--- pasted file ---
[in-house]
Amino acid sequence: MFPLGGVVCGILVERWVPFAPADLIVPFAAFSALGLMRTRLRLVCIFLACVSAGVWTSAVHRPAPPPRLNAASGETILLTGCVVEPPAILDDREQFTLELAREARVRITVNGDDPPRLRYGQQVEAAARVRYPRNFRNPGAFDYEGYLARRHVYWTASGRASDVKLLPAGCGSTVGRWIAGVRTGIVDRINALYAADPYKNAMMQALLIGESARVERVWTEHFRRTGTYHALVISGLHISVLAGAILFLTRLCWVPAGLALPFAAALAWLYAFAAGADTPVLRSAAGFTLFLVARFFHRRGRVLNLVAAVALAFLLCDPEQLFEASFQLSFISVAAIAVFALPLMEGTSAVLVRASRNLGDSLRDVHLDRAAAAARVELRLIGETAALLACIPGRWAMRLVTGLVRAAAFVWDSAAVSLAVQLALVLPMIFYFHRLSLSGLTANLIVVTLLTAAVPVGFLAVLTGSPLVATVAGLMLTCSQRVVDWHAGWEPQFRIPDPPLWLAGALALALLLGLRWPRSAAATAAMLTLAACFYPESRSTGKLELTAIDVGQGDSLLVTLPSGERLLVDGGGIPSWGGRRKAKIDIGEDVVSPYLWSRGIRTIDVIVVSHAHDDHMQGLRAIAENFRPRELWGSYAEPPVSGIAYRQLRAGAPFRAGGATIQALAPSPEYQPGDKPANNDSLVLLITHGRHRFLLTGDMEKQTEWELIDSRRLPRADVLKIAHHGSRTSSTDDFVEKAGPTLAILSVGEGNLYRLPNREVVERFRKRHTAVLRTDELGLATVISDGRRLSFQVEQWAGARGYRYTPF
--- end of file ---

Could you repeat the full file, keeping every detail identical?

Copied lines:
[in-house]
Amino acid sequence: MFPLGGVVCGILVERWVPFAPADLIVPFAAFSALGLMRTRLRLVCIFLACVSAGVWTSAVHRPAPPPRLNAASGETILLTGCVVEPPAILDDREQFTLELAREARVRITVNGDDPPRLRYGQQVEAAARVRYPRNFRNPGAFDYEGYLARRHVYWTASGRASDVKLLPAGCGSTVGRWIAGVRTGIVDRINALYAADPYKNAMMQALLIGESARVERVWTEHFRRTGTYHALVISGLHISVLAGAILFLTRLCWVPAGLALPFAAALAWLYAFAAGADTPVLRSAAGFTLFLVARFFHRRGRVLNLVAAVALAFLLCDPEQLFEASFQLSFISVAAIAVFALPLMEGTSAVLVRASRNLGDSLRDVHLDRAAAAARVELRLIGETAALLACIPGRWAMRLVTGLVRAAAFVWDSAAVSLAVQLALVLPMIFYFHRLSLSGLTANLIVVTLLTAAVPVGFLAVLTGSPLVATVAGLMLTCSQRVVDWHAGWEPQFRIPDPPLWLAGALALALLLGLRWPRSAAATAAMLTLAACFYPESRSTGKLELTAIDVGQGDSLLVTLPSGERLLVDGGGIPSWGGRRKAKIDIGEDVVSPYLWSRGIRTIDVIVVSHAHDDHMQGLRAIAENFRPRELWGSYAEPPVSGIAYRQLRAGAPFRAGGATIQALAPSPEYQPGDKPANNDSLVLLITHGRHRFLLTGDMEKQTEWELIDSRRLPRADVLKIAHHGSRTSSTDDFVEKAGPTLAILSVGEGNLYRLPNREVVERFRKRHTAVLRTDELGLATVISDGRRLSFQVEQWAGARGYRYTPF